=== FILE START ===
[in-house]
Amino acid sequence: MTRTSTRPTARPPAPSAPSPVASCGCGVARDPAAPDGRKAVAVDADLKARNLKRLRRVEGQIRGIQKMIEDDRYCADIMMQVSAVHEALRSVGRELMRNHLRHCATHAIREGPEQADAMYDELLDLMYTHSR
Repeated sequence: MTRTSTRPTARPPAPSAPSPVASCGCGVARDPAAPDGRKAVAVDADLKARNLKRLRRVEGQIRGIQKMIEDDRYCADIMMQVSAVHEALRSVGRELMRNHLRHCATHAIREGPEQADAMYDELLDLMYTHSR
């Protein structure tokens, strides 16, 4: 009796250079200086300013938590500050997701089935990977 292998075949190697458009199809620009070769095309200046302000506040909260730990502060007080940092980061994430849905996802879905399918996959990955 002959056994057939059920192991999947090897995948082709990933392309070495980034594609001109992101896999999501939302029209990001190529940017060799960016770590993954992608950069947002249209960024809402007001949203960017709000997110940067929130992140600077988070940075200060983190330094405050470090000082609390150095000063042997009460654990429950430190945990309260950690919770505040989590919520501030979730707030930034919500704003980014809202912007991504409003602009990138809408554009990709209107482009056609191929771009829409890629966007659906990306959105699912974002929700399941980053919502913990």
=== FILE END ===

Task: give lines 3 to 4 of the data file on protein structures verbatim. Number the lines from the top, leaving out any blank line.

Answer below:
Repeated sequence: MTRTSTRPTARPPAPSAPSPVASCGCGVARDPAAPDGRKAVAVDADLKARNLKRLRRVEGQIRGIQKMIEDDRYCADIMMQVSAVHEALRSVGRELMRNHLRHCATHAIREGPEQADAMYDELLDLMYTHSR
């Protein structure tokens, strides 16, 4: 009796250079200086300013938590500050997701089935990977 292998075949190697458009199809620009070769095309200046302000506040909260730990502060007080940092980061994430849905996802879905399918996959990955 002959056994057939059920192991999947090897995948082709990933392309070495980034594609001109992101896999999501939302029209990001190529940017060799960016770590993954992608950069947002249209960024809402007001949203960017709000997110940067929130992140600077988070940075200060983190330094405050470090000082609390150095000063042997009460654990429950430190945990309260950690919770505040989590919520501030979730707030930034919500704003980014809202912007991504409003602009990138809408554009990709209107482009056609191929771009829409890629966007659906990306959105699912974002929700399941980053919502913990």